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Jun
2015
Monday 8th
posted by Joana Ramiro in Britain

Hundreds-strong protests prompt better treatment


A YARL’S WOOD detainee revealed yesterday how treatment by officers had improved since a campaign to shut the detention centre started.

Juliet Akao’s comments followed a hundreds-strong protest outside the infamous all-female “immigration removal centre” on Saturday, in which an outer ring of wire fencing surrounding the jail was torn down by human-rights campaigners. “The treatment is better, and even the way [the staff] are behaving towards us is better,” Ms Akao told the Star.

The protest, organised by campaigns such as Liberty and Movement for Justice (MFJ), “felt very supportive” to detainees.

Ms Akao, who helped organise a parallel protest inside Yarl’s Wood, said: “The girls were very overwhelmed with the number of people that came.” As an example of how attitudes had changed in the centre she said: “After the protest someone decided to play a disco, just to relieve the stress.

“Because the girls were very quite worried about what was going to happen after the protest, so what they did was played some music in the hall and some girls went to dance. Not very many of them, just a handful.”

Another protest is set to take place this coming Thursday, when detainees will sport “We are not animals” T-shirts throughout the day.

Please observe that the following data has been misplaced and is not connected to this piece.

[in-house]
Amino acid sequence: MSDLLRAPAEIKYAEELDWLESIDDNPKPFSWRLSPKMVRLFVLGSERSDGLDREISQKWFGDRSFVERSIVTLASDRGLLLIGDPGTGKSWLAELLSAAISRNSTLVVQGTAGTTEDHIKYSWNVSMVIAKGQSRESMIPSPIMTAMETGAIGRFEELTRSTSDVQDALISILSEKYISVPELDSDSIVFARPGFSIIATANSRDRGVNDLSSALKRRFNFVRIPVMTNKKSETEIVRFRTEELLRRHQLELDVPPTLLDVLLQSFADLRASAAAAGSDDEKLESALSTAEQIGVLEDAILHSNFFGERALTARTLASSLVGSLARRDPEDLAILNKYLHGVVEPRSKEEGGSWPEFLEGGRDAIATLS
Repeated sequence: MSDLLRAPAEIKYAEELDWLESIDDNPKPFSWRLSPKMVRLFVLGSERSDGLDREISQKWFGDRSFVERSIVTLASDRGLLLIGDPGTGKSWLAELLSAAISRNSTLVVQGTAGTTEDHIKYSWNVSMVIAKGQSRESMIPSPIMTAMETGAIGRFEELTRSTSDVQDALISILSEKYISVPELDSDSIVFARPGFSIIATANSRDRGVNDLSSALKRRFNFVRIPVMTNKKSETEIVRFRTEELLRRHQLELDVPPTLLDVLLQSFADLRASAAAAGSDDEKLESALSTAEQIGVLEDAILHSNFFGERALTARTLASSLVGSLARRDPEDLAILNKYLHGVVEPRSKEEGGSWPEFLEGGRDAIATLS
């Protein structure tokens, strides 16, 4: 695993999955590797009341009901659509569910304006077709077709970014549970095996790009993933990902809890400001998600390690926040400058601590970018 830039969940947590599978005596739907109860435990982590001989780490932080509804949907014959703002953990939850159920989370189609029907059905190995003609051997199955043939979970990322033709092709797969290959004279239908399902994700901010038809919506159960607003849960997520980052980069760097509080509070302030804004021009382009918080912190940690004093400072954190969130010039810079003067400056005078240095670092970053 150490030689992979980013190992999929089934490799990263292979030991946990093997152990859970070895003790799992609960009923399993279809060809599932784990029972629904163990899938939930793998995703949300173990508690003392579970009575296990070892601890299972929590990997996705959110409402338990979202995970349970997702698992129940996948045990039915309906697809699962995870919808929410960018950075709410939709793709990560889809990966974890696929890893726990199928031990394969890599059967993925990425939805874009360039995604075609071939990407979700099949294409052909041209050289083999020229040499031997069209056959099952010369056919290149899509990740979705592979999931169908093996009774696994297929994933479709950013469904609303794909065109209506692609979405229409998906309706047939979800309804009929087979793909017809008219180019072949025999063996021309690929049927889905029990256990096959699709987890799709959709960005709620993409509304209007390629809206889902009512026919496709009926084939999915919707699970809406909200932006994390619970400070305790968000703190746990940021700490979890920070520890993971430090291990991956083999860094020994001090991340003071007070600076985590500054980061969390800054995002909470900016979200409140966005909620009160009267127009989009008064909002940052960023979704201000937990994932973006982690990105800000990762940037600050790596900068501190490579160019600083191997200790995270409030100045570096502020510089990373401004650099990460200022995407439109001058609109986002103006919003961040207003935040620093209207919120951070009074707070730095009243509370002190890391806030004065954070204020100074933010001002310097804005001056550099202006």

“Uniting together in here is very important,” said Ms Akao, who has been held at the centre facing deportation to Uganda for the last three months. “We try to help each other, that’s what we do.”

The campaign to shut down the centre has grown in the last few years after a series of cases of sexual abuse and racist aggression came to light. Saturday’s protest, MFJ spokeswoman Karen Doyle said: “It was a historic moment in the fight to end detention, the biggest-ever demonstration at Yarl’s Wood and the first to tear down its perimeter fence. 

“Hearing the women inside cheering when the hated fence they see every day from their windows was ripped down and trampled over by hundreds of protesters was deeply inspiring and moving. 

“The organisation, determination and the fight that detainees wage every day against this racist system is why we demonstrate a nd why we know we can win. 

“We left chanting ‘We will be back’ and we will, on August 8 and as long as it takes to tear down those fences and walls once and for all.”




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